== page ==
(I should say - there are good (= thoughtful/careful) instructors and students at this dojo, or I wouldn't have gotten as far as I did. But ultimately they didn't outweigh the risk I felt when practicing there, once I realized that the dojo doesn't value student safety.)
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Old 03-14-2017, 10:31 AM   #39
"Kei Thrace"
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Re: Injuries in aikido

Quote:
Demetrio Cereijo wrote: View Post
Exactly,

Except in an hypothetical case of "suicide by nage", putting responsibility of the injury caused by application of waza in kata training on uke is textbook victim blaming.
Yes, in retrospect, there are a lot of red flags at this place, which look a lot like classic manipulation. (The issues also seem to predate my membership so I'm not thinking it's anything personal.) I've been going to a lot of seminars and classes at other dojos (and asking questions here), to see if my initial experience was typical or not. I'm happy to say there seem to be other, more wholesome places to practice. Going to try to be less naive about practice from here on out, but there does seem to be a place for me still in aikido, if not at my original dojo.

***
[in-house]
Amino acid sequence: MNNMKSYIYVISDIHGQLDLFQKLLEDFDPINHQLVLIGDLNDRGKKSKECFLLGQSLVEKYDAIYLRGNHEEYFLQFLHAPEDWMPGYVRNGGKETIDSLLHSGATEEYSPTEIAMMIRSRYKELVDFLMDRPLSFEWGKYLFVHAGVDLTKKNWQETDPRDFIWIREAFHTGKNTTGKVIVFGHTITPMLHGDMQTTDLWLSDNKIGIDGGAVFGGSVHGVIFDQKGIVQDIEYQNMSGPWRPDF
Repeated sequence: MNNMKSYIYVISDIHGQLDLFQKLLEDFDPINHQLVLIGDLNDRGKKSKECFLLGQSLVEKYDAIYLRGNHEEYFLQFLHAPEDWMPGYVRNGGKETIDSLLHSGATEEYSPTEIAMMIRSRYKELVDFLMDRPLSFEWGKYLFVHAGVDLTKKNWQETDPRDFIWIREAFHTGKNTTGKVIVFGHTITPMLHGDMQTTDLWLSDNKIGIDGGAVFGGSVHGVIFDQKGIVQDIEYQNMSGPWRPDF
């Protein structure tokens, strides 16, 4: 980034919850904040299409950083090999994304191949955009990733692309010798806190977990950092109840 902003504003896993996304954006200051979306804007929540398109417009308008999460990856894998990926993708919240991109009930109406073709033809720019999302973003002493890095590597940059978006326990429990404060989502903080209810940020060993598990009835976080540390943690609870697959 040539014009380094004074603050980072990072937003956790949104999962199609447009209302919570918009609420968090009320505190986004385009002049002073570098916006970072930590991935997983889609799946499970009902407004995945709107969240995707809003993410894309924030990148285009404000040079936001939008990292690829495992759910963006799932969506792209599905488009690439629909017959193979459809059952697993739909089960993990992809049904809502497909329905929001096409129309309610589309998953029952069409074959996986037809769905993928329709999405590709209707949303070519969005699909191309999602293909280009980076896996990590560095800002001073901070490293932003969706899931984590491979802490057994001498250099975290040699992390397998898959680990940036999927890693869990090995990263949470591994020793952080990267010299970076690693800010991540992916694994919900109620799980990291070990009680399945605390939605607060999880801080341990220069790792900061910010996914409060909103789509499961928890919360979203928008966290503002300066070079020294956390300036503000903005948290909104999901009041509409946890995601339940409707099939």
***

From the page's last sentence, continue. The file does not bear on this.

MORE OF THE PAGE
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Old 03-14-2017, 09:02 PM   #40
"Kei Thrace"
IP Hash: 2304f9b4
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Re: Injuries in aikido

That's really good to hear. I like to think that where an individual teacher can inspire many students who are sensitive, it's even better if the head of the organization (so, the head teacher) sets the tone for a standard of care. Then there's half a chance that even the less, er, thoughtful students may toe the line and maintain a collaborative practice. My hope, anyway.

Quote:
Amos Barnett wrote: View Post